Although they won’t give you the most authentic of experiences, hop-on hop-off bus tours can be very useful for a number of reasons, especially if you take one a day or two after arriving. For starters, if you have jetlag then it’s a low-key activity that gets you out seeing the sights without having the energy-sapping experience of walking miles around a city on only a few hours of sleep.
It can also introduce you to parts of the city that you wouldn’t otherwise have the time, knowledge and/or inclination to visit, thereby helping you prioritize what you’d like to see during the rest of your visit.
Another benefit of hop-on hop-off bus tours is that they can save you money when visiting attractions if your alternative would otherwise have been taxis or Ubers rather than public transport. These bus tours tend to stop at or near all the main tourist sites, so you can easily go from one to the next at no additional cost beyond your original ticket price. This was particularly useful in Dublin a few weeks ago when we were able to use it to visit the Guinness Storehouse, Kilmainham Gaol, Roe & Co Distillery and more.
Speaking of tickets, Big Bus Tours was only charging $25.20 for a day-pass. They have two routes in Singapore – the yellow line and red line – with your ticket being eligible for both routes. The routes overlap at two stops and I was fortunate with my timing that I was able to get off at both those stops and only had to wait a minute or two before getting to hop on the other line.
Fountain of Wealth
The yellow line passed by the Fountain of Wealth which the audio tour said was the world’s largest fountain. When Googling that, it doesn’t seem to hold that title anymore, but perhaps it’s still the largest fountain (singular) rather than fountains. The Fountain of Wealth is unusual in that the water flows inwards; this is to represent wealth being retained.
Singapore Formula 1 Grand Prix
The concept for my world record 3 Cards, 3 Continents theme came about following a different theme I’d come up with first. Knowing that we were planning this challenge for the fall, I’d hoped that the
stars dates would align with the Singapore Formula 1 Grand Prix so that I could put together a Planes, Trains & Automobiles theme.
The Formula 1 race would be the Automobiles part, while I hoped I’d be able to find availability between Singapore and New York on the world’s longest flight for the Planes part.
Unfortunately that didn’t work out. The Singapore Grand Prix weekend is September 30-October 2, with the race itself on October 2. That was going to be too late for incorporating it as part of this challenge plus, understandably, there was no award availability on the world’s longest flight around those dates.
That was a shame though because the Singapore Grand Prix is one of the most interesting races on the Formula 1 calendar. It’s not only a street circuit at Marina Bay, but they race at night. There have been all kinds of interesting Singapore Grand Prix races over the years since it was added to the racing calendar in 2008, so Shae and I would love to experience it at some point; although my wife’s American, she got converted to Formula 1 when we lived in the UK for the first few years that we were married.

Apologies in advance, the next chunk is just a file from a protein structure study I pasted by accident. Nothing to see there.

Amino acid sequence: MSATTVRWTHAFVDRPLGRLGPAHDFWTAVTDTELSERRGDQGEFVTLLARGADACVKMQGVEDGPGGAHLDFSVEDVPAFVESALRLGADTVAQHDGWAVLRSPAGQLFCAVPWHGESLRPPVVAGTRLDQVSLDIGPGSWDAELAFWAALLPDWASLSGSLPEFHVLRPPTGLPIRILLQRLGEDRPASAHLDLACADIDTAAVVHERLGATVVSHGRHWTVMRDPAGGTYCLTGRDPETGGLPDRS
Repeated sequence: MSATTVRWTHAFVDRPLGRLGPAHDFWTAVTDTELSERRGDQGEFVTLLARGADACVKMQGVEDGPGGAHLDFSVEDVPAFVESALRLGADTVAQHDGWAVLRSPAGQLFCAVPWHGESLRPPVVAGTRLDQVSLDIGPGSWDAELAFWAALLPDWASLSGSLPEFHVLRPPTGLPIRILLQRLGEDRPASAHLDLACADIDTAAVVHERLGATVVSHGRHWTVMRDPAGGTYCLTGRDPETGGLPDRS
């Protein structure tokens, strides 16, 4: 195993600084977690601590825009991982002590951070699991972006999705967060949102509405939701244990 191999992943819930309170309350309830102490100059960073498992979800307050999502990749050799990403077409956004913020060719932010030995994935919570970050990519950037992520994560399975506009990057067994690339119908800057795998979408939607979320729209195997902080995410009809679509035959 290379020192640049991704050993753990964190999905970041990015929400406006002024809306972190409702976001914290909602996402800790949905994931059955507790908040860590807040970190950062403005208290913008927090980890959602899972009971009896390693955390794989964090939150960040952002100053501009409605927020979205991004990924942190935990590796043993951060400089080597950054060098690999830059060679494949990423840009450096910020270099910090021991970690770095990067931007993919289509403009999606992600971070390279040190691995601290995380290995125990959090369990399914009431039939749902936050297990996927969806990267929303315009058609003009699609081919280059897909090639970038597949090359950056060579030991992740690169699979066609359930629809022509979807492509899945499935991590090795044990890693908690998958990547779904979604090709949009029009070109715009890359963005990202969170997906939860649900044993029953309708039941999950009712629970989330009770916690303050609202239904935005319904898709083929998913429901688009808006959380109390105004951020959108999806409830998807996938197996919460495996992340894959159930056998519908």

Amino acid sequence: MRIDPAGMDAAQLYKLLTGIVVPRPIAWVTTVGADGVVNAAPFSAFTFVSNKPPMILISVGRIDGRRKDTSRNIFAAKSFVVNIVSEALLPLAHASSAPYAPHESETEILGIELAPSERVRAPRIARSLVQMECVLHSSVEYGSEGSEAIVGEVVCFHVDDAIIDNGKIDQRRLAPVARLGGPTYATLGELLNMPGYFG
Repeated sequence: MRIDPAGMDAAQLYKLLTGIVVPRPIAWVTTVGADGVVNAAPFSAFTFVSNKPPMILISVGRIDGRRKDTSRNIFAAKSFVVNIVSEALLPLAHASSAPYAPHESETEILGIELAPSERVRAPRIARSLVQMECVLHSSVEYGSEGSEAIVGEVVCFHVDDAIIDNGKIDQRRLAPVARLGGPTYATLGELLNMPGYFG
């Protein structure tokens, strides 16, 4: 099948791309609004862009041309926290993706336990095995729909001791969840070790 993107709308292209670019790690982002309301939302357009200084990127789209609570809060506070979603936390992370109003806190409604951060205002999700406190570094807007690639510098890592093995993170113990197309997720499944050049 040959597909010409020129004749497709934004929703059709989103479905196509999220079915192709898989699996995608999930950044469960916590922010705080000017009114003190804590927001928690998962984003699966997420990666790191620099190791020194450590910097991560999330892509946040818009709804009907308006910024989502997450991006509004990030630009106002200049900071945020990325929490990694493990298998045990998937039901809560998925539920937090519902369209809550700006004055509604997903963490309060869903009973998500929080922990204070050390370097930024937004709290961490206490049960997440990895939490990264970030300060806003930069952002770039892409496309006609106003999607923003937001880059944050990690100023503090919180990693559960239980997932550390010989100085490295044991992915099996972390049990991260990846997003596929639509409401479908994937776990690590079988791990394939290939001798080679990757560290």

Anyway, the bus tour I took went along part of what will be the race track and passed by the pit building. With the race being in less than two weeks, they’ve already started setting up various parts of the temporary areas needed for the race.
I’m not an architecture buff unlike my in-laws who, being real estate agents, love all things building related. Having said that, I like exploring large cities and seeing what their architecture is like as it can often vary from city to city and country to country.
Singapore has all kinds of interesting architecture, both from the design and shape of buildings to the large number of buildings that have incorporated gardens in their design. We’re not in Kansas anymore Toto.
There was also the Old Hill Street Police Building that looked more like something I’d expect to see in South America than southeast Asia.
The hop-on, hop-off bus tour gave me a good taste of what Singapore has to offer and I’d love to return with Shae as there’s a lot more to see and, as an animal lover with more than a dozen animal paw print tattoos from the animal experiences she’s had, I know she’d be keen on checking out the Night Safari.
I stayed on the bus tour for the last ride of the day, so we finished at about 7:30pm. I’d brought my backpack and rucksack with me as I hadn’t planned on actually hopping off during the tour, so from there I took a Grab to the airport. I could’ve taken the 36 bus for a few dollars, but that would’ve taken about an hour and the buses were very crowded. Taking a private ride for only $16 that would get me there in less than 30 minutes was therefore far more appealing.
World’s Longest Flight